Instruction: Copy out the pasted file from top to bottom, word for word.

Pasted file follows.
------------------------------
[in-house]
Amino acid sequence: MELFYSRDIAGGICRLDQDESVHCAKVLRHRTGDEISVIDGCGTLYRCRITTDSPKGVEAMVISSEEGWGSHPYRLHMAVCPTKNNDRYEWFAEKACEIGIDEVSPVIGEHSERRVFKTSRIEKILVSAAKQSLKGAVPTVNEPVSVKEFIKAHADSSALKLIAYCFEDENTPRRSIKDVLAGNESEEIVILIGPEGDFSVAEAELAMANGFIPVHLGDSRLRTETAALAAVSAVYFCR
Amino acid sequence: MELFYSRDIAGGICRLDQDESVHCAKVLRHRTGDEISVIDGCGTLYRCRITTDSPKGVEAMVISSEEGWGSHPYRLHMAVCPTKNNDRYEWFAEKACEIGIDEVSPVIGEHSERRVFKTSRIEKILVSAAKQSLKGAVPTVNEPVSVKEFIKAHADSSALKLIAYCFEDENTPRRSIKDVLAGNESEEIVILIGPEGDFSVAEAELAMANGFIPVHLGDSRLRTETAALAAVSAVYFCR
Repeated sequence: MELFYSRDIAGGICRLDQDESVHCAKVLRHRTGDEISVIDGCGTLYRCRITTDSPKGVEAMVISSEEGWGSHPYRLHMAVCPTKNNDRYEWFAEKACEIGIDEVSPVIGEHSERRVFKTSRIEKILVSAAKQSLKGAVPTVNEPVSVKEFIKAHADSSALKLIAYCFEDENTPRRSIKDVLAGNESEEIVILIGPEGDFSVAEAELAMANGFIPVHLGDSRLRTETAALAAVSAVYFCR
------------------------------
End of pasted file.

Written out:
[in-house]
Amino acid sequence: MELFYSRDIAGGICRLDQDESVHCAKVLRHRTGDEISVIDGCGTLYRCRITTDSPKGVEAMVISSEEGWGSHPYRLHMAVCPTKNNDRYEWFAEKACEIGIDEVSPVIGEHSERRVFKTSRIEKILVSAAKQSLKGAVPTVNEPVSVKEFIKAHADSSALKLIAYCFEDENTPRRSIKDVLAGNESEEIVILIGPEGDFSVAEAELAMANGFIPVHLGDSRLRTETAALAAVSAVYFCR
Amino acid sequence: MELFYSRDIAGGICRLDQDESVHCAKVLRHRTGDEISVIDGCGTLYRCRITTDSPKGVEAMVISSEEGWGSHPYRLHMAVCPTKNNDRYEWFAEKACEIGIDEVSPVIGEHSERRVFKTSRIEKILVSAAKQSLKGAVPTVNEPVSVKEFIKAHADSSALKLIAYCFEDENTPRRSIKDVLAGNESEEIVILIGPEGDFSVAEAELAMANGFIPVHLGDSRLRTETAALAAVSAVYFCR
Repeated sequence: MELFYSRDIAGGICRLDQDESVHCAKVLRHRTGDEISVIDGCGTLYRCRITTDSPKGVEAMVISSEEGWGSHPYRLHMAVCPTKNNDRYEWFAEKACEIGIDEVSPVIGEHSERRVFKTSRIEKILVSAAKQSLKGAVPTVNEPVSVKEFIKAHADSSALKLIAYCFEDENTPRRSIKDVLAGNESEEIVILIGPEGDFSVAEAELAMANGFIPVHLGDSRLRTETAALAAVSAVYFCR